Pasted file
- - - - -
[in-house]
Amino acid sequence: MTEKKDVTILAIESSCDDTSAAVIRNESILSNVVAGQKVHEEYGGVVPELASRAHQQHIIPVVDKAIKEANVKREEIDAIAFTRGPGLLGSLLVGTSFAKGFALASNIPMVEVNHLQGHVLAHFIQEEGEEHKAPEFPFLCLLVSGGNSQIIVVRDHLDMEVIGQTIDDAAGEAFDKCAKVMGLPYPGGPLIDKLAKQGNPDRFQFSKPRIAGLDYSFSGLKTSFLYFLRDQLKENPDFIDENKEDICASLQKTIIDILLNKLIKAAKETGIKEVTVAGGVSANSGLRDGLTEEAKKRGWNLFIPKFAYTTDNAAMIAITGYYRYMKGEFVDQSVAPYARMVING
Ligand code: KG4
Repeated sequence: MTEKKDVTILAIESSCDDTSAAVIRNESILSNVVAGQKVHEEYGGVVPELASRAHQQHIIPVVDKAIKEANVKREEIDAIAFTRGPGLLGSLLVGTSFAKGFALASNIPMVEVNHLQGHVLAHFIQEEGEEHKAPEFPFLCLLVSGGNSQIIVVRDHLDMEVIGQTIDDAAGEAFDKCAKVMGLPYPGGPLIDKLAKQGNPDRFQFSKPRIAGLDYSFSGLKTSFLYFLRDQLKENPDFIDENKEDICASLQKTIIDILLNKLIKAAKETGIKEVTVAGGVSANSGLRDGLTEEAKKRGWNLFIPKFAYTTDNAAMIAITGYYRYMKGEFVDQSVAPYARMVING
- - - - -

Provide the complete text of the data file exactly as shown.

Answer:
[in-house]
Amino acid sequence: MTEKKDVTILAIESSCDDTSAAVIRNESILSNVVAGQKVHEEYGGVVPELASRAHQQHIIPVVDKAIKEANVKREEIDAIAFTRGPGLLGSLLVGTSFAKGFALASNIPMVEVNHLQGHVLAHFIQEEGEEHKAPEFPFLCLLVSGGNSQIIVVRDHLDMEVIGQTIDDAAGEAFDKCAKVMGLPYPGGPLIDKLAKQGNPDRFQFSKPRIAGLDYSFSGLKTSFLYFLRDQLKENPDFIDENKEDICASLQKTIIDILLNKLIKAAKETGIKEVTVAGGVSANSGLRDGLTEEAKKRGWNLFIPKFAYTTDNAAMIAITGYYRYMKGEFVDQSVAPYARMVING
Ligand code: KG4
Repeated sequence: MTEKKDVTILAIESSCDDTSAAVIRNESILSNVVAGQKVHEEYGGVVPELASRAHQQHIIPVVDKAIKEANVKREEIDAIAFTRGPGLLGSLLVGTSFAKGFALASNIPMVEVNHLQGHVLAHFIQEEGEEHKAPEFPFLCLLVSGGNSQIIVVRDHLDMEVIGQTIDDAAGEAFDKCAKVMGLPYPGGPLIDKLAKQGNPDRFQFSKPRIAGLDYSFSGLKTSFLYFLRDQLKENPDFIDENKEDICASLQKTIIDILLNKLIKAAKETGIKEVTVAGGVSANSGLRDGLTEEAKKRGWNLFIPKFAYTTDNAAMIAITGYYRYMKGEFVDQSVAPYARMVING